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The 1983 and 2007 Elections: Some Parallels

By Peter McMahon - posted Tuesday, 23 October 2007


There are some interesting parallels between the Federal election of 2007 and that of 1983. In 1983 Labor swept to victory and pushed the country in a direction it was probably already heading in. There was plenty of teeth-gnashing within Labor, and it changed that party in ways it is still coming to terms with. It left the Liberals in a disarray that gave Labor a clear run for over a decade, a time in which the country changed course.

What are these parallels?

First, Labor is going into the election with a new and popular leader in Kevin Rudd, just as they did in 1983 under Bob Hawke. Furthermore, just as in 1983 the ALP has to deal with a previous Labor incumbency with an ambivalent legacy. Now it is Keating and interest rates, then it was Whitlam and inflation.

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Second, the election was fought in a context few understood but which increasingly shaped the whole direction of subsequent Labor governments. In 1983 it was globalisation, although no one called it that then, whereas now it is the energy crisis, manifest mainly as global warming and peak oil.

By the 1980s sustained decreases in the cost of transport due to technological and organisational innovation and the rise of global finance markets due mostly to new information technologies was bringing about a fundamental shift to what was an increasingly global economy. Newly developing counties like the Five Tigers in Asia and a revitalised Japan were challenging American and European dominance in manufacturing. They were producing much cheaper and often better quality goods, including cars, electronics and white goods, and out-competing high-wage Western manufacturers.

Similarly, the huge amounts of money that were flowing across boundaries were putting ever greater pressure on the financial structures of places like Australia. Investment, interest rates and unemployment were more and more influenced by the massive global finance flows.

Globalisation would surge through the 1980s, and by the 1990s, with the Cold War over, it would be the most powerful force on earth. Not coincidentally, it would radically undermine the capacity of governments to control socio-economic conditions, including industrial relations and expenditure on welfare, health and education. Australia, as a nation that was heavily reliant on trade and wealth transfer systems like arbitration, was unusually exposed to this shift.

The big global force this time is the energy crisis. Profligate use of fossil fuels over the last two centuries has caused carbon to build up in the atmosphere, setting in motion forces that are resulting in climate shifts. If this process is not dealt with very soon, catastrophe will result. In addition, the most valuable energy source of recent times, oil, is becoming more difficult to find while demand only increases. The result will be a tailing off of reserves and dramatic price increases beginning in the near future.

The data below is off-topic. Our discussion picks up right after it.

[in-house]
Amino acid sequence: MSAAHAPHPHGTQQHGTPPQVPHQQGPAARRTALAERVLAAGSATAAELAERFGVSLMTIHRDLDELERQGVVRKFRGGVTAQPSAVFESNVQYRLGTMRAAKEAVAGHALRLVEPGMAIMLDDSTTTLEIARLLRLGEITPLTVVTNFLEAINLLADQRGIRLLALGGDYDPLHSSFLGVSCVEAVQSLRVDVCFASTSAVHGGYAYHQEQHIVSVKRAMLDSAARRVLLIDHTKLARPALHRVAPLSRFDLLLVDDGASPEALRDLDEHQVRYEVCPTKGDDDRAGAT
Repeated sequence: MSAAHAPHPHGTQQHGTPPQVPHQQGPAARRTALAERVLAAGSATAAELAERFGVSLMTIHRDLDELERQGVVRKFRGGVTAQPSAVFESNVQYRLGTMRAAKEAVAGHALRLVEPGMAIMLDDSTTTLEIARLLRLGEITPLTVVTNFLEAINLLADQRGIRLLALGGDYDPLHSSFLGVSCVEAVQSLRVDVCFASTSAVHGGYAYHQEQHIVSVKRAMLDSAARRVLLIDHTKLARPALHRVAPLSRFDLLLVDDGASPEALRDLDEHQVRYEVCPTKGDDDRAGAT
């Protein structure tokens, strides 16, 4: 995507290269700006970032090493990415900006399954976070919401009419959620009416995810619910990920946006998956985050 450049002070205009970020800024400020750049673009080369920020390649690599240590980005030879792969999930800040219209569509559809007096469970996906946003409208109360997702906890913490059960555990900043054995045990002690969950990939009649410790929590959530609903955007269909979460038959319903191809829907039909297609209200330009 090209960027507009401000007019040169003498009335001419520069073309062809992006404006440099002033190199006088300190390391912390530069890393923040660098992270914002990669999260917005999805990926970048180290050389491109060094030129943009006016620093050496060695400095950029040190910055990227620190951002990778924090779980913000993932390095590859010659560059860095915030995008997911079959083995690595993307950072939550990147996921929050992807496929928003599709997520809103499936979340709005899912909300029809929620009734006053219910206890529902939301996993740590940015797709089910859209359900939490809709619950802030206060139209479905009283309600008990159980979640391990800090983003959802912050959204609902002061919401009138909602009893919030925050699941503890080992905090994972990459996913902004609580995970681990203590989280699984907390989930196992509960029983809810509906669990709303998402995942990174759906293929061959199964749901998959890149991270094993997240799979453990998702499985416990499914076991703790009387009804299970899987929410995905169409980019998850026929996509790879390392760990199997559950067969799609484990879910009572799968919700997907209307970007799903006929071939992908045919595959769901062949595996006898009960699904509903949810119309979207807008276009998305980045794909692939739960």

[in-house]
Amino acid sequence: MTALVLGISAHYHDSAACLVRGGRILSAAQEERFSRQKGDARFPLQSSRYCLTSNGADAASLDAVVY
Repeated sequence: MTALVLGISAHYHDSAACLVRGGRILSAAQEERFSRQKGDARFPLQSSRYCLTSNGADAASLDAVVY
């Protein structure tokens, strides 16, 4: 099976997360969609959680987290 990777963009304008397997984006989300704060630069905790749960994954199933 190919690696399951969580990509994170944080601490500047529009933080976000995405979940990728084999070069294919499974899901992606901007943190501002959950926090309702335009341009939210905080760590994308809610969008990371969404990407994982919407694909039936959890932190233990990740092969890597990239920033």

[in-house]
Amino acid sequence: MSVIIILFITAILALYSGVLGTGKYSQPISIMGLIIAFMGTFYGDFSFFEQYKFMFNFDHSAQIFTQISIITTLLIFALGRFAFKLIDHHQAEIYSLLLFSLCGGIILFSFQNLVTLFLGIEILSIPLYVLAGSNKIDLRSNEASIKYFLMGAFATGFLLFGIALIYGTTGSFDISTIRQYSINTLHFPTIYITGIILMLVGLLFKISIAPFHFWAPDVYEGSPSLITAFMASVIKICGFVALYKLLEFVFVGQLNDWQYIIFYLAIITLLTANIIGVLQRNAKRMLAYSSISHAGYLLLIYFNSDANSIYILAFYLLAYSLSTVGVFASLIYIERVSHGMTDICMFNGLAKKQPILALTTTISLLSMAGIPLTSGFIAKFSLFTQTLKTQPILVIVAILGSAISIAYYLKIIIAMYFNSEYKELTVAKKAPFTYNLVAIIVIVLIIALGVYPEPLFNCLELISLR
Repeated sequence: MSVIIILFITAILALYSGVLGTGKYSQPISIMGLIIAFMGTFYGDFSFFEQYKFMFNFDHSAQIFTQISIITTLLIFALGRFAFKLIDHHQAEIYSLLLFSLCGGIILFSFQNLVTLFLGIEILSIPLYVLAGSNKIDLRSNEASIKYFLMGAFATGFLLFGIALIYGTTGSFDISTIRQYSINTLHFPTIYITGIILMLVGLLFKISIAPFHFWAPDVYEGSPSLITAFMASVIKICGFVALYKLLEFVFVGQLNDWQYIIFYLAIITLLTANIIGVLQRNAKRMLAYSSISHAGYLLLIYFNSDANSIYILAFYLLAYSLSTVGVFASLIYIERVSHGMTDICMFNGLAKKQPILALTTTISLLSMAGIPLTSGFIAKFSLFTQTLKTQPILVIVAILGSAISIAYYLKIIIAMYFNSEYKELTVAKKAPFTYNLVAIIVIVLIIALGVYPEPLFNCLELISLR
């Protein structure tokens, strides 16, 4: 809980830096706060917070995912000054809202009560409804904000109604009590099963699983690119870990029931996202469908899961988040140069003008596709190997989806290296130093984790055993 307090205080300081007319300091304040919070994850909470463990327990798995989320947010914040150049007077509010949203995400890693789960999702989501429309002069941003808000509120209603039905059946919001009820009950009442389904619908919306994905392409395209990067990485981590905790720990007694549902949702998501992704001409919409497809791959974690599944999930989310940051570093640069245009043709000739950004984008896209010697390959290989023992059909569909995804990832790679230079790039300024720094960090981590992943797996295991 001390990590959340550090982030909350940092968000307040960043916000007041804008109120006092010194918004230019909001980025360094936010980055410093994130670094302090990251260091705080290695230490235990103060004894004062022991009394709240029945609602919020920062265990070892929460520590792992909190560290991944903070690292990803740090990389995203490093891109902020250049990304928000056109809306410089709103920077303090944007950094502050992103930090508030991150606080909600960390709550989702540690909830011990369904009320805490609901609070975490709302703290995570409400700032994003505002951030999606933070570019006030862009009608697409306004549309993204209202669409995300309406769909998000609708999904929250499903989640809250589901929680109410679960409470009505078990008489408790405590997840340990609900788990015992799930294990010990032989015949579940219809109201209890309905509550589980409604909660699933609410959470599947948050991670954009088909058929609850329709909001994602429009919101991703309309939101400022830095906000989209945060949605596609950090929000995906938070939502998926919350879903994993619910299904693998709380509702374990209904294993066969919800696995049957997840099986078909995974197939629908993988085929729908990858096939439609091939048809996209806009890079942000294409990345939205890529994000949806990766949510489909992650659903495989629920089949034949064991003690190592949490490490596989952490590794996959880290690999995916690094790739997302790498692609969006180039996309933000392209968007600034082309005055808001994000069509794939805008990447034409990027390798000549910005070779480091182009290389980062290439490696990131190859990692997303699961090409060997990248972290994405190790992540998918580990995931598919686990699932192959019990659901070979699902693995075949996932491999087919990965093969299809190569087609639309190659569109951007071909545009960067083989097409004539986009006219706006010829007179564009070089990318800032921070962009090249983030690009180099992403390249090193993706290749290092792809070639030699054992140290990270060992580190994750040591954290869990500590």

Australia, as a major coal producer, heavily reliant on oil and with a highly vulnerable climate, is unusually exposed to this threat. Just as the new Hawke Government was rapidly fixated on the problem of globalisation, whoever wins government in 2007 will find themselves increasingly focused on the energy problem.

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The third major parallel relates to changes in international relations. In 1983 the Cold War, which seemed to be thawing, got serious again. The US was pressuring the Soviet Union with new medium range nuclear missiles in Europe, which the Soviets saw as genuinely threatening. In fact, the Russians were so scared they placed their forces on red alert and the world came as close to nuclear war as it had since the Cuban Crisis of 1962.

The emerging situation in international relations is just as problematic as the Cold War. The first problem is the rise of China, which the US sees as a serious threat to its global position. The Americans are repositioning their forces to hem in China, while dealing with rising Chinese cyber-attacks. The second problem is Russia, which under President Putin is attempting to leverage its huge energy resources and its remaining power as a major nuclear force to reclaim global relevance. The Russians are making increasingly threatening noises over missile defence, Iran, NATO expansion and a number of other issues.

This situation is mightily complicated by the energy crunch. China is undertaking a world-wide effort to secure energy supplies, especially oil, to fuel its double digit growth. Russia, as we’ve noted, intends to use its energy to wield power, and has already done so. The US has already shown its intentions by invading one of the major remaining oil reserves, Iraq, and threatening another, Iran.

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About the Author

Dr Peter McMahon has worked in a number of jobs including in politics at local, state and federal level. He has also taught Australian studies, politics and political economy at university level, and until recently he taught sustainable development at Murdoch University. He has been published in various newspapers, journals and magazines in Australia and has written a short history of economic development and sustainability in Western Australia. His book Global Control: Information Technology and Globalisation was published in the UK in 2002. He is now an independent researcher and writer on issues related to global change.

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